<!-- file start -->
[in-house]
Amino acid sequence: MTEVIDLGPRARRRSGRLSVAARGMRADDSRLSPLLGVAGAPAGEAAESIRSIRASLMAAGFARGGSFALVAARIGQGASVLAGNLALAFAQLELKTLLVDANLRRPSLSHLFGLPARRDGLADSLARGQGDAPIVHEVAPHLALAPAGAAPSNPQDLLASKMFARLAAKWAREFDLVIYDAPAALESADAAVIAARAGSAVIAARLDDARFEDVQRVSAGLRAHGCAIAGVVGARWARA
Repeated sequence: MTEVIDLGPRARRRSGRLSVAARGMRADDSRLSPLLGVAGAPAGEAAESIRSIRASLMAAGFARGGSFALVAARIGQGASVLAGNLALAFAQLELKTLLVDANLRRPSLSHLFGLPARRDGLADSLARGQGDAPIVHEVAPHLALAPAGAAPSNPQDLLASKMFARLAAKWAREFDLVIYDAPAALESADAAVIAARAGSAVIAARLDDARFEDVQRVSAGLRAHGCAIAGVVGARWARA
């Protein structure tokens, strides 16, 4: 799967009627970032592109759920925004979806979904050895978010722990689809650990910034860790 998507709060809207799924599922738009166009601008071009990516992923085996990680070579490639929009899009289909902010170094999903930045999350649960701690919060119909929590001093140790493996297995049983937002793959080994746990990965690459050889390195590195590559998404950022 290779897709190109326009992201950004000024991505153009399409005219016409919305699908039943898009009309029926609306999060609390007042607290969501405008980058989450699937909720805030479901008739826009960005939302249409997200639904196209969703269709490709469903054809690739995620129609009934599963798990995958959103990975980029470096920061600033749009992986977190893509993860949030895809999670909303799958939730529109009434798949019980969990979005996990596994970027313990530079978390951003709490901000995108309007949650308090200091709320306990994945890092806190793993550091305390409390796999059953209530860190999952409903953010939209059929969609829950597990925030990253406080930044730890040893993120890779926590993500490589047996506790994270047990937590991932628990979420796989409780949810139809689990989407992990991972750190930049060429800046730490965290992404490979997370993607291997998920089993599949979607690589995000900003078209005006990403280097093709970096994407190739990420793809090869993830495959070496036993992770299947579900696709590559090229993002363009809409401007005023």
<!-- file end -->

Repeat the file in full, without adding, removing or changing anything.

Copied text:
[in-house]
Amino acid sequence: MTEVIDLGPRARRRSGRLSVAARGMRADDSRLSPLLGVAGAPAGEAAESIRSIRASLMAAGFARGGSFALVAARIGQGASVLAGNLALAFAQLELKTLLVDANLRRPSLSHLFGLPARRDGLADSLARGQGDAPIVHEVAPHLALAPAGAAPSNPQDLLASKMFARLAAKWAREFDLVIYDAPAALESADAAVIAARAGSAVIAARLDDARFEDVQRVSAGLRAHGCAIAGVVGARWARA
Repeated sequence: MTEVIDLGPRARRRSGRLSVAARGMRADDSRLSPLLGVAGAPAGEAAESIRSIRASLMAAGFARGGSFALVAARIGQGASVLAGNLALAFAQLELKTLLVDANLRRPSLSHLFGLPARRDGLADSLARGQGDAPIVHEVAPHLALAPAGAAPSNPQDLLASKMFARLAAKWAREFDLVIYDAPAALESADAAVIAARAGSAVIAARLDDARFEDVQRVSAGLRAHGCAIAGVVGARWARA
């Protein structure tokens, strides 16, 4: 799967009627970032592109759920925004979806979904050895978010722990689809650990910034860790 998507709060809207799924599922738009166009601008071009990516992923085996990680070579490639929009899009289909902010170094999903930045999350649960701690919060119909929590001093140790493996297995049983937002793959080994746990990965690459050889390195590195590559998404950022 290779897709190109326009992201950004000024991505153009399409005219016409919305699908039943898009009309029926609306999060609390007042607290969501405008980058989450699937909720805030479901008739826009960005939302249409997200639904196209969703269709490709469903054809690739995620129609009934599963798990995958959103990975980029470096920061600033749009992986977190893509993860949030895809999670909303799958939730529109009434798949019980969990979005996990596994970027313990530079978390951003709490901000995108309007949650308090200091709320306990994945890092806190793993550091305390409390796999059953209530860190999952409903953010939209059929969609829950597990925030990253406080930044730890040893993120890779926590993500490589047996506790994270047990937590991932628990979420796989409780949810139809689990989407992990991972750190930049060429800046730490965290992404490979997370993607291997998920089993599949979607690589995000900003078209005006990403280097093709970096994407190739990420793809090869993830495959070496036993992770299947579900696709590559090229993002363009809409401007005023």